So what of modern (post '90s) Progressive Metal? Or, to put it as its now known, "prog". That's second generation music that has had to deal with the confusion I describe above and it has had to take a stand on what it wants to be in light of such information. Most of it has tried to be all things at the same time: hyper-technical, yet constantly bastardizing the metal with outside influences, both completely left-field and at the same time rigidly conservative when it comes to Heavy Metal play structure and composition. The end result is schizophrenic: imagine Meshuggah covering U2 while Tangerine Dream supplies keyboard drones. Some people like that type of music, I personally can't stand to listen to it for long because it hasn't made a choice of focus, instead it has made its focus to not have to commit to a choice. This is the perfect music, psychologically, for people who suffer from delusions of grandeur and/or enjoy self-validation by how elite their hobbies are. At any case, not a good path in life.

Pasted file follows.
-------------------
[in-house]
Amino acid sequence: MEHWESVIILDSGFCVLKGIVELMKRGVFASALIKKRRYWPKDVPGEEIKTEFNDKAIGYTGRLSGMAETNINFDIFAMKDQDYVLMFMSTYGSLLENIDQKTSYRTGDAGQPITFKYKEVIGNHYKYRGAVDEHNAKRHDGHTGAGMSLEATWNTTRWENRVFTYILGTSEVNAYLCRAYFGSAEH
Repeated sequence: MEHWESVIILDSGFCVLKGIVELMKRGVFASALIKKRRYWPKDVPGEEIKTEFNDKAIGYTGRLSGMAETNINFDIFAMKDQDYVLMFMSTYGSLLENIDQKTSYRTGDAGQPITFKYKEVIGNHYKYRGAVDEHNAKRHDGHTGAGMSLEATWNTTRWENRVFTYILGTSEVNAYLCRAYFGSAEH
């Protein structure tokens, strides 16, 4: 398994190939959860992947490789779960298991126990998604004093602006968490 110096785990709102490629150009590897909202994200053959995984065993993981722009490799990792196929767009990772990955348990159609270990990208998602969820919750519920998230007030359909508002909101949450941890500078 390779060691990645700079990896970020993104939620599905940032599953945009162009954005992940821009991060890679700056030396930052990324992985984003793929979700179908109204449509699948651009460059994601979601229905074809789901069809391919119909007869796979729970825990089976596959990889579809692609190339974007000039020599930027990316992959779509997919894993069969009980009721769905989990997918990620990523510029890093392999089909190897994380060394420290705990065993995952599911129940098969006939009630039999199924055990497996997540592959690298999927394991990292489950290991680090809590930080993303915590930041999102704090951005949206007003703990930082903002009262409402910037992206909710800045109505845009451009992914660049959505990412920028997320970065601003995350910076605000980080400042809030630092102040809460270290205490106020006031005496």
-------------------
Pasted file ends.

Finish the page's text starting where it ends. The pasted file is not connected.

Humanist arts are necessarily wimpy. They're not tough, or macho. In fact, the forces behind such stances are under the critical eye of humanism. Chauvinism, racism, sexism, inherent philosophical aspects of most romantic ways of thinking are deconstructed in every way by modernist arts. That is after all, their purpose. Watchtower have nothing in common with Exodus or any other beer-thrash band. If anything, Watchtower felt they are here to destroy this conception of what Heavy Metal music is. Now that all that stuff's in the past it's easier to see it in a docile light, but the minor revolution of Progressive metal was that it was flamboyantly weird, wimpy, nerdy... even gay, at times. Modern progressive metal that tries to be all things for all people all the time is terrified of being gay and wimpy and weird predominantly. It thinks the way to counteract that aspect of its identity is by slapping on Pantera and Meshuggah riffs to keep the image 'tough', it's schizophrenic.